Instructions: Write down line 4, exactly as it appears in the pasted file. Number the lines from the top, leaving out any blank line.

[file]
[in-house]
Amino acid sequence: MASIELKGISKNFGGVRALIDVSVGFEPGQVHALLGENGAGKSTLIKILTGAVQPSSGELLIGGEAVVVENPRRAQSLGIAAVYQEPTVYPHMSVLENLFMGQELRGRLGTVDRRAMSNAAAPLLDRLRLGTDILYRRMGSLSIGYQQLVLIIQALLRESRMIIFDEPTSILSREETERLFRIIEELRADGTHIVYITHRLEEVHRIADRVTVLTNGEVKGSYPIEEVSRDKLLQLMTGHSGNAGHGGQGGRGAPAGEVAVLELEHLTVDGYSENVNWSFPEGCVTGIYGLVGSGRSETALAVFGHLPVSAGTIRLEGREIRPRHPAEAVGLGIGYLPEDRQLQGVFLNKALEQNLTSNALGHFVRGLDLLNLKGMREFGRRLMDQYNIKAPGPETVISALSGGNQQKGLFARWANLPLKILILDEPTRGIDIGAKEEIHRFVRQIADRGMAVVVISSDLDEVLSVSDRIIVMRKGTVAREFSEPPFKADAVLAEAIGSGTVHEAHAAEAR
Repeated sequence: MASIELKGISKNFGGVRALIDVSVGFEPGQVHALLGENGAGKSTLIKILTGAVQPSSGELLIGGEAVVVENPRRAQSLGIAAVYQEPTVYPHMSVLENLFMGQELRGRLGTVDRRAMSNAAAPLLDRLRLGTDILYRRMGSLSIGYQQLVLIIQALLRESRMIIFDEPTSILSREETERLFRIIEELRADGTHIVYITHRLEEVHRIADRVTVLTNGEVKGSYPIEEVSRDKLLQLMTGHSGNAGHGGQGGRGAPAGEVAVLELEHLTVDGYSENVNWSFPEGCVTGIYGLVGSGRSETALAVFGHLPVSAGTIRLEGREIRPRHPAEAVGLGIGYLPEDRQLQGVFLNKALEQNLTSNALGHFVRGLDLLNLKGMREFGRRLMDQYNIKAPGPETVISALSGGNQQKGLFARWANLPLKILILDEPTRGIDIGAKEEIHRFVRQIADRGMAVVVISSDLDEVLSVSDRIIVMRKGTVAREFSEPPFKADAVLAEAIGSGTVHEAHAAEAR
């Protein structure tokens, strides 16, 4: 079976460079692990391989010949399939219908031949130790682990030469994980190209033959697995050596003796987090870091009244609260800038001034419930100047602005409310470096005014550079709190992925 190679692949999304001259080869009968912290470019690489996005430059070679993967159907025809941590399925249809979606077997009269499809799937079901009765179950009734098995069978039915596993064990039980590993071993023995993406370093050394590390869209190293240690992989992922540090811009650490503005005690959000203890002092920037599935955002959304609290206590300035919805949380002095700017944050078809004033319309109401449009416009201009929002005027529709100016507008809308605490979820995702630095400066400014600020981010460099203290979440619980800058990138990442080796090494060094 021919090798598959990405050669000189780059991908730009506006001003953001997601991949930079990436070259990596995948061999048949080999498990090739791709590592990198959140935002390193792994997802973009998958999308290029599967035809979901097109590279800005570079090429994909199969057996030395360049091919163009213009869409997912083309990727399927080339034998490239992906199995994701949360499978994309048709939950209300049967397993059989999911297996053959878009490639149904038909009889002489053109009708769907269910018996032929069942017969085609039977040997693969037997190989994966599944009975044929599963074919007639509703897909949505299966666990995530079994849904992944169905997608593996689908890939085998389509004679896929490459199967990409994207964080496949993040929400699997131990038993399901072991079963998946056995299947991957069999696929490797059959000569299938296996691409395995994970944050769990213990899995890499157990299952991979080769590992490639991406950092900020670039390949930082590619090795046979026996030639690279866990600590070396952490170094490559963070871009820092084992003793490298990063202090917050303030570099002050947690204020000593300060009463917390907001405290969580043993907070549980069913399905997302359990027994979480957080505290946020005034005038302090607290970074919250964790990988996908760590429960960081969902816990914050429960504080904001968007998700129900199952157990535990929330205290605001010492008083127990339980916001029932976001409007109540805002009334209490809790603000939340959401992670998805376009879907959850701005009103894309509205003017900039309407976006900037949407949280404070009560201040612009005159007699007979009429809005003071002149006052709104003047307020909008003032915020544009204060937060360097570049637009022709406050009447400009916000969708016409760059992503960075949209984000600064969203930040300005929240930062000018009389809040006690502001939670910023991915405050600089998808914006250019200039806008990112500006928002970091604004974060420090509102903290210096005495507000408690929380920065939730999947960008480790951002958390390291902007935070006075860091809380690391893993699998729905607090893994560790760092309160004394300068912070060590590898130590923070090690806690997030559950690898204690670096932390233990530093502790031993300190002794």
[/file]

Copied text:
């Protein structure tokens, strides 16, 4: 079976460079692990391989010949399939219908031949130790682990030469994980190209033959697995050596003796987090870091009244609260800038001034419930100047602005409310470096005014550079709190992925 190679692949999304001259080869009968912290470019690489996005430059070679993967159907025809941590399925249809979606077997009269499809799937079901009765179950009734098995069978039915596993064990039980590993071993023995993406370093050394590390869209190293240690992989992922540090811009650490503005005690959000203890002092920037599935955002959304609290206590300035919805949380002095700017944050078809004033319309109401449009416009201009929002005027529709100016507008809308605490979820995702630095400066400014600020981010460099203290979440619980800058990138990442080796090494060094 021919090798598959990405050669000189780059991908730009506006001003953001997601991949930079990436070259990596995948061999048949080999498990090739791709590592990198959140935002390193792994997802973009998958999308290029599967035809979901097109590279800005570079090429994909199969057996030395360049091919163009213009869409997912083309990727399927080339034998490239992906199995994701949360499978994309048709939950209300049967397993059989999911297996053959878009490639149904038909009889002489053109009708769907269910018996032929069942017969085609039977040997693969037997190989994966599944009975044929599963074919007639509703897909949505299966666990995530079994849904992944169905997608593996689908890939085998389509004679896929490459199967990409994207964080496949993040929400699997131990038993399901072991079963998946056995299947991957069999696929490797059959000569299938296996691409395995994970944050769990213990899995890499157990299952991979080769590992490639991406950092900020670039390949930082590619090795046979026996030639690279866990600590070396952490170094490559963070871009820092084992003793490298990063202090917050303030570099002050947690204020000593300060009463917390907001405290969580043993907070549980069913399905997302359990027994979480957080505290946020005034005038302090607290970074919250964790990988996908760590429960960081969902816990914050429960504080904001968007998700129900199952157990535990929330205290605001010492008083127990339980916001029932976001409007109540805002009334209490809790603000939340959401992670998805376009879907959850701005009103894309509205003017900039309407976006900037949407949280404070009560201040612009005159007699007979009429809005003071002149006052709104003047307020909008003032915020544009204060937060360097570049637009022709406050009447400009916000969708016409760059992503960075949209984000600064969203930040300005929240930062000018009389809040006690502001939670910023991915405050600089998808914006250019200039806008990112500006928002970091604004974060420090509102903290210096005495507000408690929380920065939730999947960008480790951002958390390291902007935070006075860091809380690391893993699998729905607090893994560790760092309160004394300068912070060590590898130590923070090690806690997030559950690898204690670096932390233990530093502790031993300190002794």